HONG KONG (Reuters Breakingviews) - A swift return to normal in Macau is looking like a long shot. One casino operator, Melco Resorts and Entertainment, says recovery from the coronavirus could take four to six months. The slump is starting to make a comparison to China’s corruption crackdown more apt than the oft-cited SARS.
A previous epidemic is a natural, and encouraging, point of reference. Back in 2003, consumers kept enough cash to spend later, which helped spark a rebound. This time, Macau may not be so lucky. Covid-19 closed casinos for two weeks, while limited visas brought the territory’s visitors down to just 2,000 a day in mid-February – almost 98% fewer than a year earlier, according to local media. The former Portuguese colony is also more exposed than it was after the turn of the millennium, when the Cotai Strip was barely off the drawing board.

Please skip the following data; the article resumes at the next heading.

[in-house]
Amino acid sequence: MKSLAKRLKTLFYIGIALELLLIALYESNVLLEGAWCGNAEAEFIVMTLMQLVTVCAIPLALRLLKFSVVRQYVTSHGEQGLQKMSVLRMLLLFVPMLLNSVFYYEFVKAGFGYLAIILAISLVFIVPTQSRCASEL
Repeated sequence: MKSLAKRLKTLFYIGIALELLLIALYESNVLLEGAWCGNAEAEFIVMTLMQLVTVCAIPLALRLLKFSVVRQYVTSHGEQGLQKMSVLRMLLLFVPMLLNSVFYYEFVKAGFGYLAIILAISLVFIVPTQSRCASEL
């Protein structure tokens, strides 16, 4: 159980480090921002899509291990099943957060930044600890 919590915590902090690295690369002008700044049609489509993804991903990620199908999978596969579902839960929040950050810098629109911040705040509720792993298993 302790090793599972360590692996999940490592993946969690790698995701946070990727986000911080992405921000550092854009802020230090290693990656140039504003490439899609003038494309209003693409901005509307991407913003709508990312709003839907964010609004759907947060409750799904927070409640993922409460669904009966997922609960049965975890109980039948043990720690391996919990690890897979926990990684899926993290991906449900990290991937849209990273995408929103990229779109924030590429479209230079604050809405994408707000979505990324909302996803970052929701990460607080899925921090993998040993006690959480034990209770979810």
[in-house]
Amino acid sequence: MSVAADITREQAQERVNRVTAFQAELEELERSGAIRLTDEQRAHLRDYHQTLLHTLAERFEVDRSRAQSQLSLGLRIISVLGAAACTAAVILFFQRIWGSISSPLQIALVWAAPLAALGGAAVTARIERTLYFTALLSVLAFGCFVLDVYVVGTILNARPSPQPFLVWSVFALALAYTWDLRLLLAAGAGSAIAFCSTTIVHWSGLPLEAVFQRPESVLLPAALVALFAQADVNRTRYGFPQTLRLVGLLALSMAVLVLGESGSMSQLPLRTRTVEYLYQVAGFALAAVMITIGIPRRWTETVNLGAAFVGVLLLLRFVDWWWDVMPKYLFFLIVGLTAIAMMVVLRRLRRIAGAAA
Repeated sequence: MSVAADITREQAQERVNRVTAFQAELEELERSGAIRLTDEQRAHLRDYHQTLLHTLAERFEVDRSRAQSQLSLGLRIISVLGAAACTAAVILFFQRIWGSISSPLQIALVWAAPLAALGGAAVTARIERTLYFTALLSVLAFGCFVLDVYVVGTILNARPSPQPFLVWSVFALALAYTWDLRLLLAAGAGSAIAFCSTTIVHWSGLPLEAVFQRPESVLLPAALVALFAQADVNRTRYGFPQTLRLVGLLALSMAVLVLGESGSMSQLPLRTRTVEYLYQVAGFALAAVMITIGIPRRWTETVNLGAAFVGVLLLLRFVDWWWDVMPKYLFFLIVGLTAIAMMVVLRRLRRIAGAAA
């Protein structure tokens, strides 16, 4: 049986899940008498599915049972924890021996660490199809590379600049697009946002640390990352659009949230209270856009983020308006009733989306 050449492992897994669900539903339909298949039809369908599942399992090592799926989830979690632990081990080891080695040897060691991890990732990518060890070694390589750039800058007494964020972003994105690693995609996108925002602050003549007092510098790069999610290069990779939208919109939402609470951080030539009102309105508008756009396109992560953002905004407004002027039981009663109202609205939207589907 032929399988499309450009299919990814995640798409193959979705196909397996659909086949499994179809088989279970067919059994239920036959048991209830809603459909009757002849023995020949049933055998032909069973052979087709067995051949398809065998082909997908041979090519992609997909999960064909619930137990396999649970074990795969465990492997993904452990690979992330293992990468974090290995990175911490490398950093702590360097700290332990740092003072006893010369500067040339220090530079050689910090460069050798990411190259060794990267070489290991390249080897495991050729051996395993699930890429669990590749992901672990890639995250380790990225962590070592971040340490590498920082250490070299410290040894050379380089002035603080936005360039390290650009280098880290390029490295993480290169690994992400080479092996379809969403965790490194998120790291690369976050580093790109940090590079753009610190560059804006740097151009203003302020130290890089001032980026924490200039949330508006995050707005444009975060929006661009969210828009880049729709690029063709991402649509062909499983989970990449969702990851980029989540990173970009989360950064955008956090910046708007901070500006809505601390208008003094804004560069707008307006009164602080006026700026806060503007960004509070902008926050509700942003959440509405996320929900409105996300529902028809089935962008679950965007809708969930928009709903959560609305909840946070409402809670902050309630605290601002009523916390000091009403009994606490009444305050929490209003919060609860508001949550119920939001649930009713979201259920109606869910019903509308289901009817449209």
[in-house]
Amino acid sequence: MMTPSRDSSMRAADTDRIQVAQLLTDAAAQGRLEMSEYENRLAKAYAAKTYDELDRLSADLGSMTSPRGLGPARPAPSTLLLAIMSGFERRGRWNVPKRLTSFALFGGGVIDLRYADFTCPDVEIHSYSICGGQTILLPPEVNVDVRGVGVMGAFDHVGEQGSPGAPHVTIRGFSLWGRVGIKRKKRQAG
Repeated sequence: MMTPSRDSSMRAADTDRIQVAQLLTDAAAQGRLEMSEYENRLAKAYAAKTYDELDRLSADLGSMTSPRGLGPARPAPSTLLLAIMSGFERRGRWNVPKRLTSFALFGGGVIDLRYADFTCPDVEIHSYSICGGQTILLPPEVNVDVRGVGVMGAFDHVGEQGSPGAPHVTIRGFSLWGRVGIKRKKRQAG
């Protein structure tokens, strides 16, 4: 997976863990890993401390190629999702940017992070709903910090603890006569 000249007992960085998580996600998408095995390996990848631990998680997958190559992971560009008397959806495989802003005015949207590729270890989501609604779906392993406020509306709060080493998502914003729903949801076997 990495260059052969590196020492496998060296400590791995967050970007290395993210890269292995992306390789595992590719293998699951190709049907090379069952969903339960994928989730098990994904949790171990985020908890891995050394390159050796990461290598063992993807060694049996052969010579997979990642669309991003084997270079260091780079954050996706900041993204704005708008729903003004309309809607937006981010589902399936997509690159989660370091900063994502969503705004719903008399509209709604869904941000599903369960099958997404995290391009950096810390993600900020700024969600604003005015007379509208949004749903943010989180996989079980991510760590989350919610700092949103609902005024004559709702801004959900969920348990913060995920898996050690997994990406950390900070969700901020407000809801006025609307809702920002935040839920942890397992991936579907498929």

That’s why a more recent crisis might be instructive. Soon after Chinese President Xi Jinping rose to power, he kickstarted an anti-graft campaign against the country’s elite. Macau’s gross gaming revenue tumbled by a third, or some $15 billion, in 2015 as high rollers shied away from conspicuous consumption. After the crusade relaxed, the recovery was steady, supported largely by a strategic shift toward less-moneyed visitors. It took a few years, however, for Melco’s revenue to surpass the $4.8 billion it generated in 2014.
It might be an even harder slog this time. Continued travel restrictions mean that even though some gamblers are back at the baccarat, any genuine revival is nowhere in sight. In the meantime, operators have few ways to hedge their bets. Resorts beyond Macau will be feeling the pinch, too. The virus doesn’t distinguish between wealthy or mass-market customers, and neither will a broader economic slowdown. Even Xi now says it is an inevitable after-effect.
A robust bounce back is being anticipated. Melco shares are trading at more than 80 times forecast profit for 2020. In mid-2015, the forward multiple was just 25 times, Datastream shows. The six-month slowdown now is destined to create more than half as much damage as the full-year corruption crackdown. Earnings per share, however, are expected by analysts to sextuple in 2021, according to estimates gathered by Refinitiv. That sounds optimistic. Take the under.
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